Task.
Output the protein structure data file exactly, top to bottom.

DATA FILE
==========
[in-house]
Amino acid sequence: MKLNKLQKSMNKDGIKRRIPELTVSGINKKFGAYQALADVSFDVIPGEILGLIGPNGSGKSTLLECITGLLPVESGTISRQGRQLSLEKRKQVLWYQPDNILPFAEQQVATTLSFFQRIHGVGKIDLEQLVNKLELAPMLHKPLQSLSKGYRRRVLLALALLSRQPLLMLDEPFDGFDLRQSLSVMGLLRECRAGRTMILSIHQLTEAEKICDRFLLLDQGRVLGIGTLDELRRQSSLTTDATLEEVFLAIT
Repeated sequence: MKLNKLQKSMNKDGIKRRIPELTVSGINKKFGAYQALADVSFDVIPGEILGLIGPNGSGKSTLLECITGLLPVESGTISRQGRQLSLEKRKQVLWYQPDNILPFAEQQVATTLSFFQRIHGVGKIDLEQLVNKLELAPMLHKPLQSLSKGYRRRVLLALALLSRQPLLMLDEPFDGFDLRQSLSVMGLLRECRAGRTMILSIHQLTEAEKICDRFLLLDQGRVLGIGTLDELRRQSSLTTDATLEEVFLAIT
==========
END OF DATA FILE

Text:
[in-house]
Amino acid sequence: MKLNKLQKSMNKDGIKRRIPELTVSGINKKFGAYQALADVSFDVIPGEILGLIGPNGSGKSTLLECITGLLPVESGTISRQGRQLSLEKRKQVLWYQPDNILPFAEQQVATTLSFFQRIHGVGKIDLEQLVNKLELAPMLHKPLQSLSKGYRRRVLLALALLSRQPLLMLDEPFDGFDLRQSLSVMGLLRECRAGRTMILSIHQLTEAEKICDRFLLLDQGRVLGIGTLDELRRQSSLTTDATLEEVFLAIT
Repeated sequence: MKLNKLQKSMNKDGIKRRIPELTVSGINKKFGAYQALADVSFDVIPGEILGLIGPNGSGKSTLLECITGLLPVESGTISRQGRQLSLEKRKQVLWYQPDNILPFAEQQVATTLSFFQRIHGVGKIDLEQLVNKLELAPMLHKPLQSLSKGYRRRVLLALALLSRQPLLMLDEPFDGFDLRQSLSVMGLLRECRAGRTMILSIHQLTEAEKICDRFLLLDQGRVLGIGTLDELRRQSSLTTDATLEEVFLAIT